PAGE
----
Nevertheless, our scheduled trip to the Dang area to rescue bonded children during the Maghe festival had to be aborted because another group of radicals blocked the roads to the area. This did not stop our local staff from rescuing over 200 young girls from being sent away, and bringing the anti-bonding message to the community with street plays, leaflets and posters. When we began our work in this area in January 2000, the bonding practice was commonplace and more than tolerated. Hundreds, no thousands, of girls would be sent off to work in the homes of strangers far away every Maghe, without any objection from anybody. We have largely eliminated the practice in our target community, with 2700 young girls who had been indentured now living at home and going to school...
And the J and K House children in Kathmandu did their part. On Maghe, they walked the streets of the city with NYOF staff, giving out leaflets asking passers-by not to employ under-aged children as household servants. Then they returned to the office and ate mountains of steaming momos (dumplings).
The kids are on their winter school holiday and are using the time to have fun and do a little good. They visited a run-down orphanage where the children are not nearly as well cared for as they are, brought the kids’ treats, painted the walls of the dormitory, taught a little English, and sang songs with the little ones.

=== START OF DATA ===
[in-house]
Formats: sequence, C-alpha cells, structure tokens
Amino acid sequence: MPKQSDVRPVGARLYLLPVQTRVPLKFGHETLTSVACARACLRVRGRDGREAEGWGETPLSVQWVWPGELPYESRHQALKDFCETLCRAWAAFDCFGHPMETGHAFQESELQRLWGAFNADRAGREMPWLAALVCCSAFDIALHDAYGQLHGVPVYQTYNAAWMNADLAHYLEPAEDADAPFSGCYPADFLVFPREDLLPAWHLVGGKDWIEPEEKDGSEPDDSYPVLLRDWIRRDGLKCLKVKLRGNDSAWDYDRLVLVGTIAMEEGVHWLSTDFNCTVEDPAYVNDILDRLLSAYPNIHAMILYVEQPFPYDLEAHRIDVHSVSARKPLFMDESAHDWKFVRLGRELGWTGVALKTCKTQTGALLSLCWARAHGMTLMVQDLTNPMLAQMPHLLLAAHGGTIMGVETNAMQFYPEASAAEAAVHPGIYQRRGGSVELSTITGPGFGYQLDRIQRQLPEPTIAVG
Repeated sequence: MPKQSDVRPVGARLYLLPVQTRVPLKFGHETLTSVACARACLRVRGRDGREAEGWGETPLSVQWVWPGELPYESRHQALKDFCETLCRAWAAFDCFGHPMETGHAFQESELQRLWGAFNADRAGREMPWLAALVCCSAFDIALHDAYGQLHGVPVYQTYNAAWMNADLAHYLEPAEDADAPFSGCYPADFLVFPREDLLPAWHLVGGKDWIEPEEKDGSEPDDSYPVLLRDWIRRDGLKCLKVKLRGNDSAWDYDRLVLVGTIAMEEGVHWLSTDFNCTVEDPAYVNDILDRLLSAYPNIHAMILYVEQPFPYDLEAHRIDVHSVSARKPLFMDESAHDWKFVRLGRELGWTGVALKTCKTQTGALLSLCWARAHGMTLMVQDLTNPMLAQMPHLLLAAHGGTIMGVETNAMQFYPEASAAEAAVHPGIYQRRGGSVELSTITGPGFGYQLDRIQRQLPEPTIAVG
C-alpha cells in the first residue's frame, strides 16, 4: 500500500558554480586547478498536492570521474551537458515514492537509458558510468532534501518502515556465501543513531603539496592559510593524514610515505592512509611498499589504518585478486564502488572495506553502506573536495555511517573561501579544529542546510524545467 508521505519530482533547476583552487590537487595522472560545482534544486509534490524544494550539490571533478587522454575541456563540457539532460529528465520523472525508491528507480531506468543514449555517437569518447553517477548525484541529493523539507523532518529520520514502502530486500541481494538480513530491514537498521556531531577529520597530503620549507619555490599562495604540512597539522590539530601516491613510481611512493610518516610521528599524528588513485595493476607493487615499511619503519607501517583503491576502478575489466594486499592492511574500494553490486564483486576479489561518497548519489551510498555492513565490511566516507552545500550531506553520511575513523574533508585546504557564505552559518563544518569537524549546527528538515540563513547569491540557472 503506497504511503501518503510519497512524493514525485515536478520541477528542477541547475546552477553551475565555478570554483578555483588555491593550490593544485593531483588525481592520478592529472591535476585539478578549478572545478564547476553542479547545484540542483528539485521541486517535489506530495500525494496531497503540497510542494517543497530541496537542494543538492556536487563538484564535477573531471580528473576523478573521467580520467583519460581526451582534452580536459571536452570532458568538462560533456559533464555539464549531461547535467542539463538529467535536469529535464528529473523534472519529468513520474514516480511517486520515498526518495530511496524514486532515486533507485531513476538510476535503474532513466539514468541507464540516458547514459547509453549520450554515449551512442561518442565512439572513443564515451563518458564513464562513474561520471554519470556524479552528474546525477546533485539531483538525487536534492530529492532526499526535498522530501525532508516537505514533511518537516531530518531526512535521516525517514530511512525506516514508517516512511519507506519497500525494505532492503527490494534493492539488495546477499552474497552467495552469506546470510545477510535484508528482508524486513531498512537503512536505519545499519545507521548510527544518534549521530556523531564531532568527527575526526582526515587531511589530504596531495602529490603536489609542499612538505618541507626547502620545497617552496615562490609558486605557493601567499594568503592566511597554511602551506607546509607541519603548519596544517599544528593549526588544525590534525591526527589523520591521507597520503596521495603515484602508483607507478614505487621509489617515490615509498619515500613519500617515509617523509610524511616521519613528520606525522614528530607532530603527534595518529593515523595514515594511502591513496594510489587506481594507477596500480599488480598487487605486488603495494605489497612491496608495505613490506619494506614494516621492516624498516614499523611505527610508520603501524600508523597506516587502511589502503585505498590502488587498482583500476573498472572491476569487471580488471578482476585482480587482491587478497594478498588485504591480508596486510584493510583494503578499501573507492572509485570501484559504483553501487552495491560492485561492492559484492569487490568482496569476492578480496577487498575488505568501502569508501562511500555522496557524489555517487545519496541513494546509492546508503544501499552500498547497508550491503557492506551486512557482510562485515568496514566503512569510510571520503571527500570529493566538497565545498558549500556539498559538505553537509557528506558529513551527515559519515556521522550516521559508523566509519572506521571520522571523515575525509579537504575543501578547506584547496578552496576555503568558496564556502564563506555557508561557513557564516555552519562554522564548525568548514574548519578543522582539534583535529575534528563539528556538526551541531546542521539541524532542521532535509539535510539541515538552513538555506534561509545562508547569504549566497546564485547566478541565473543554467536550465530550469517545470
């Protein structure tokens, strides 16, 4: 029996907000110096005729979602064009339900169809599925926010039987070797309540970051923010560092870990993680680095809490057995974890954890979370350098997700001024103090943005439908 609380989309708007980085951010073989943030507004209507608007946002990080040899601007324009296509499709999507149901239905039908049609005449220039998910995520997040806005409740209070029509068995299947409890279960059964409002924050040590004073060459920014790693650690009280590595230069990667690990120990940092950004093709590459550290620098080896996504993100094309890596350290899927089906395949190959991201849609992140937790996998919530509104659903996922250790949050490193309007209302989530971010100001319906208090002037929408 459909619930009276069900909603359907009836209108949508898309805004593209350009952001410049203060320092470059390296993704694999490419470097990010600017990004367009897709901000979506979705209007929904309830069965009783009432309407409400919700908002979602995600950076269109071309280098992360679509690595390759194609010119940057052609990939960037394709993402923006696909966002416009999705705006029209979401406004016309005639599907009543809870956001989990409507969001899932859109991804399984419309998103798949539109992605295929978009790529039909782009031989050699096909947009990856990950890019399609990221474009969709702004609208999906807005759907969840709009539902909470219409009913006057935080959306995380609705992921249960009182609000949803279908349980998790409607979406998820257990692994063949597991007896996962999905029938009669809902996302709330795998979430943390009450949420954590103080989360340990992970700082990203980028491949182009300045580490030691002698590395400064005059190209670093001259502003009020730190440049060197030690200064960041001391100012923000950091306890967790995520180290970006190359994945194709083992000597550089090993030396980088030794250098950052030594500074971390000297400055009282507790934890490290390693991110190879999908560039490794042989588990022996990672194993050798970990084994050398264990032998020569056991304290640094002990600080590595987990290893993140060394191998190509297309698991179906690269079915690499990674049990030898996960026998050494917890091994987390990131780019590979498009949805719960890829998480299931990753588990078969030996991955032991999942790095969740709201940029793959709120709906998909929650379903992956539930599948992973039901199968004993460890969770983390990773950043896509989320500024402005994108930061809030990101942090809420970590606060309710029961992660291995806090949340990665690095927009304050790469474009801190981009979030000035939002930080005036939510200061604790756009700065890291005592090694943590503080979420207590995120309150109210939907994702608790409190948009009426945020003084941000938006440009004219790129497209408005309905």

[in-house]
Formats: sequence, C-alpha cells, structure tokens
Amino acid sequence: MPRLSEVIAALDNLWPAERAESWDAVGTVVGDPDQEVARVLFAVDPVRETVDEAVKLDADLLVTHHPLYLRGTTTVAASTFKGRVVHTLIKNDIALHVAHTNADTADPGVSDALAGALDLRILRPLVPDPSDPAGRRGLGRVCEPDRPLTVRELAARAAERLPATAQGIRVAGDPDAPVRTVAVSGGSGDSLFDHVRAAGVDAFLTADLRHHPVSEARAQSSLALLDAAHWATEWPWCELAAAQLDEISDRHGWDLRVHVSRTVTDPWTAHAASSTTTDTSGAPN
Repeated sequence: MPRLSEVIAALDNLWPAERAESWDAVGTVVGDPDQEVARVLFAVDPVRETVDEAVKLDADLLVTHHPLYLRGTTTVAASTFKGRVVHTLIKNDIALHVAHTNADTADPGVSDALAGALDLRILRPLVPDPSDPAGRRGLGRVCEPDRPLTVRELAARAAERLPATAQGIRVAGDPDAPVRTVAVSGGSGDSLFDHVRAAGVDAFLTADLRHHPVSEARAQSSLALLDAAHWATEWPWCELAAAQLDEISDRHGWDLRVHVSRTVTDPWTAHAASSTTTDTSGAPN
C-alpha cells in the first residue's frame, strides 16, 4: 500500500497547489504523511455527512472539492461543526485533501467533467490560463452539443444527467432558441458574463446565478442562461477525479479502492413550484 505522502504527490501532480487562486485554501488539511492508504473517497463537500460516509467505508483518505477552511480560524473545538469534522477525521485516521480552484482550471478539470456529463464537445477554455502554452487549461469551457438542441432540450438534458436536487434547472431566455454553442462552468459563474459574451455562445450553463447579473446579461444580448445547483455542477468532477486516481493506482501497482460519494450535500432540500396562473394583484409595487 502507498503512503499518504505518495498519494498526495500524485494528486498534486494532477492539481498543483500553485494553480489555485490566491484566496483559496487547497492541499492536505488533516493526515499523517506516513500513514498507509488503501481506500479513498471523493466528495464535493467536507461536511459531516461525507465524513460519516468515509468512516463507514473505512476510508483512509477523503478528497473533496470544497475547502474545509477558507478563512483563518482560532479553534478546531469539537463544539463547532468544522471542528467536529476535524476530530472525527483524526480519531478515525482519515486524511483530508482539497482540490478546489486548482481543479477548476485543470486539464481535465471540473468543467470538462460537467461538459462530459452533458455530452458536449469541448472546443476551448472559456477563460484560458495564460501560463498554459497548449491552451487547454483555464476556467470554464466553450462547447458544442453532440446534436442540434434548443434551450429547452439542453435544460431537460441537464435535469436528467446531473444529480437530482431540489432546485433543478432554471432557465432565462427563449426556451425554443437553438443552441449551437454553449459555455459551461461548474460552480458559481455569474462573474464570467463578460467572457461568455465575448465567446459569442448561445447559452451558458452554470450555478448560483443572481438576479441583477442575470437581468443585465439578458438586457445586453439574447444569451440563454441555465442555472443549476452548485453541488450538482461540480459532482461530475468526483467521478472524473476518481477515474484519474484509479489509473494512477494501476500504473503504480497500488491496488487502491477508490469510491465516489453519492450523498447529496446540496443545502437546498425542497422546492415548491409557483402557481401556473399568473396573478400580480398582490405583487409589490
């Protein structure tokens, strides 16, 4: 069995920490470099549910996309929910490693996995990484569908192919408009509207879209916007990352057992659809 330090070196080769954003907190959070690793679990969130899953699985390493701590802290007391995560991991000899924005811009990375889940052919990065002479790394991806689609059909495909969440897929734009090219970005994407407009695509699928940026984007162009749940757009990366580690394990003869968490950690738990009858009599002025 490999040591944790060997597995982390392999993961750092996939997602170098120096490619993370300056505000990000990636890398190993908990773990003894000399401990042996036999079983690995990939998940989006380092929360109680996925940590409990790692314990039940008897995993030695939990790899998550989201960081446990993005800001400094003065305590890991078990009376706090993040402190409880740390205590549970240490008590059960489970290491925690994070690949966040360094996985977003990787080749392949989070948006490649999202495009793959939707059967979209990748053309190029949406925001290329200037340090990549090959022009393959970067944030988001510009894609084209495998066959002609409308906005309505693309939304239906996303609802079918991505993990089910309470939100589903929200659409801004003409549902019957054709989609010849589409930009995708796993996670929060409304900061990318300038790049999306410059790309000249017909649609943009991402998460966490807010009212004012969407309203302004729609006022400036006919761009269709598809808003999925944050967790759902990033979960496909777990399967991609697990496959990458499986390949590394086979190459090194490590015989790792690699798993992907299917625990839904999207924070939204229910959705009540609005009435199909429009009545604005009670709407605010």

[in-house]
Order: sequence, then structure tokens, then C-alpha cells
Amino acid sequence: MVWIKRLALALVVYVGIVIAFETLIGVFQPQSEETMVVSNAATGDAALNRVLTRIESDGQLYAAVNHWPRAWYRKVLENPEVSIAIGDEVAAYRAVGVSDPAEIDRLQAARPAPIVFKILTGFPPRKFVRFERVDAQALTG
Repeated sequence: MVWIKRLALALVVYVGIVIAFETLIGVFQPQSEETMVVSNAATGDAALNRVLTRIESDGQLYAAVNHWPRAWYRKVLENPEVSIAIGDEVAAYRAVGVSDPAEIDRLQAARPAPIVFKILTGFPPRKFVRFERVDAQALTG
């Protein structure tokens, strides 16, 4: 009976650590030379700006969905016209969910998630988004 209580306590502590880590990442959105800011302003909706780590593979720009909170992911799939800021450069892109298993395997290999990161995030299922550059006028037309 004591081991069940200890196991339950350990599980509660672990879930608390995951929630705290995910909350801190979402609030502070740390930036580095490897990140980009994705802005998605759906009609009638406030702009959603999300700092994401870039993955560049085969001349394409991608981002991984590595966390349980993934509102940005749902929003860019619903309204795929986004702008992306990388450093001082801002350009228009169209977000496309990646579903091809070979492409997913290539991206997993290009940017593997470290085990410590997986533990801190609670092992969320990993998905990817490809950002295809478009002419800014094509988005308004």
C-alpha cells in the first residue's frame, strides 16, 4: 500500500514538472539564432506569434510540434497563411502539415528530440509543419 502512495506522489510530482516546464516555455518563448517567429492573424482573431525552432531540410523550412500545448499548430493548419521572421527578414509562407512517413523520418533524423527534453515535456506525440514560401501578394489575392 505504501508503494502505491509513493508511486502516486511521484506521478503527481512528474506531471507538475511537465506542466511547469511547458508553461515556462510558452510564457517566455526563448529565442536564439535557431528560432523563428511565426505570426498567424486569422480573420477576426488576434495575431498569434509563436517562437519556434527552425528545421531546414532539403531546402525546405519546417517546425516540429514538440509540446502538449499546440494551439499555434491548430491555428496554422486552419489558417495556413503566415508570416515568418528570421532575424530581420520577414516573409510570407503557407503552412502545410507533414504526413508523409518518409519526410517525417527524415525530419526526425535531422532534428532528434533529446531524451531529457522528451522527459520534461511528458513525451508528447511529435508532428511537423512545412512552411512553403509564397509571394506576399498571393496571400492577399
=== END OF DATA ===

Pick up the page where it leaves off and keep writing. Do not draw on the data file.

We also enjoyed an outing to a beautiful mountain area about an hour from Kathmandu, where the kids hiked, played vigorously in the clean mountain air, sang and danced around the fire at night, and watched as a baby deer rescued from the forest by the hotel staff was fed milk from a baby bottle. I get so much pleasure from seeing the kids running around in the fresh, sparkling environment under the shadow of the snow-capped peaks, away from the pollution, noise and crowds of the city.
In this world of drive-by shootings, suicide bombings and mass killings, it’s good to know that there is a place in the world where life is getting better day by day.
Warm regards, Olga
We have rescued 800 girls in our target area and have arranged with another NGO to rescue 800 more. Currently, our project is planning to rescue the remaining 100 girls in our target area. Since we have just about defeated the bonding practice in our target area, we are moving in January to another area where the practice exists. This is truly a success story for us.
Last week, we paid a visit to this project (the cease fire called by the Maoists made this possible), and I was so proud to see how much we have accomplished there. We met hundreds of young girls formerly bonded looking smart in their school uniforms (including the youngest kid we encountered, a 6 year old who is now in third grade), and went to the new classrooms we built there to accomodate all the girls we had brought home from their labors. We also visited a new aspect of the project, a vocational training program to teach sewing to the girls who are older and want to drop out of school after several years. They have a ready made market for their product - the school uniforms we buy each year for the hundreds of girls who have returned home.